I am resident in Canada but originally from Southern Africa. What I do see is that if Southern African Governments had to copy what the Russians have done then there is bound to be total chaos in the region. Take Johannesburg as an example, almost all of the retail sector flea markets, restaurants and street vendors are supplied and manned by foreigners of Chinese, Lebanese, Russian, European origin and of course Africans. I also know in Zambia there is a big problem with Chinese, Indian and Lebanese traders in the retail trade including markets which were originally meant for indigenous Zambians but the new government gave the contract to operate these markets to foreigners. The whole idea may sound good but it is savagely discriminatory and undemocratic in this global 21st century economy. Trade should not be limited to exchange of goods and services alone but also the exchange of cultures is even more important... Just imagine, you wake up one day and go to London, Paris, Brussels or New York and all you see are English, French, Belgian, White Americans in shops and markets and so forth. The whole place would look spooky! Unreal! Just like a flower garden with a one colour code. Totally meaningless.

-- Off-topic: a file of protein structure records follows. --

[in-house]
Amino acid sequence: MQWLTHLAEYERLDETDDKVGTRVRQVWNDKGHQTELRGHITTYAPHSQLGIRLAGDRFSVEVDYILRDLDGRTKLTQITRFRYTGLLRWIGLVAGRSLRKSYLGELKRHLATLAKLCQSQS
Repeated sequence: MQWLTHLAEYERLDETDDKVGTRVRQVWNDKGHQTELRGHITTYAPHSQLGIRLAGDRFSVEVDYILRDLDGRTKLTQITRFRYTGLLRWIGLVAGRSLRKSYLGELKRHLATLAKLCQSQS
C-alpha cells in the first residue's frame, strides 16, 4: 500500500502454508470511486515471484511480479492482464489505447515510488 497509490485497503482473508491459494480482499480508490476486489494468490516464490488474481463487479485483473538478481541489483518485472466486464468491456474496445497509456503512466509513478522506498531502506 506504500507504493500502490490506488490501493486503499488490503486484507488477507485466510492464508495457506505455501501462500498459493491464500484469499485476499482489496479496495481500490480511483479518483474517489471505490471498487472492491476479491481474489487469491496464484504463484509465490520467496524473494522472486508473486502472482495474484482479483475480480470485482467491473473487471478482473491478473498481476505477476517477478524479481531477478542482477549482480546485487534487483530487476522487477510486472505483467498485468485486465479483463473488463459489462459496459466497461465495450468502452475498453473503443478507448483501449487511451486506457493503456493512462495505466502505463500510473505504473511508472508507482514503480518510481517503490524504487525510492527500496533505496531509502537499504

Professor Mwiine Lubemba, Ottawa, Canada
The friendly kebab vendor on my street corner left two weeks ago, and despite the heavy traffic his stand always enjoyed, no ethnic Russians have stepped up to open a stand selling this non-Russian food, nor does anyone seem likely to. His was the only independent, non-chain food stand - now they're all franchises. This is not a victory for "the little guy." Alex, when "foreigners" have formed criminal syndicates, isn't the real problem here crime rather than ethnicity? When produce mafias are allowed to exist, with police accepting bribes for looking the other way, why do you expect this whole system to change just because the ethnic makeup of its participants is changing? Nor does it make sense to quell ethnic violence by getting rid of all the "foreigners."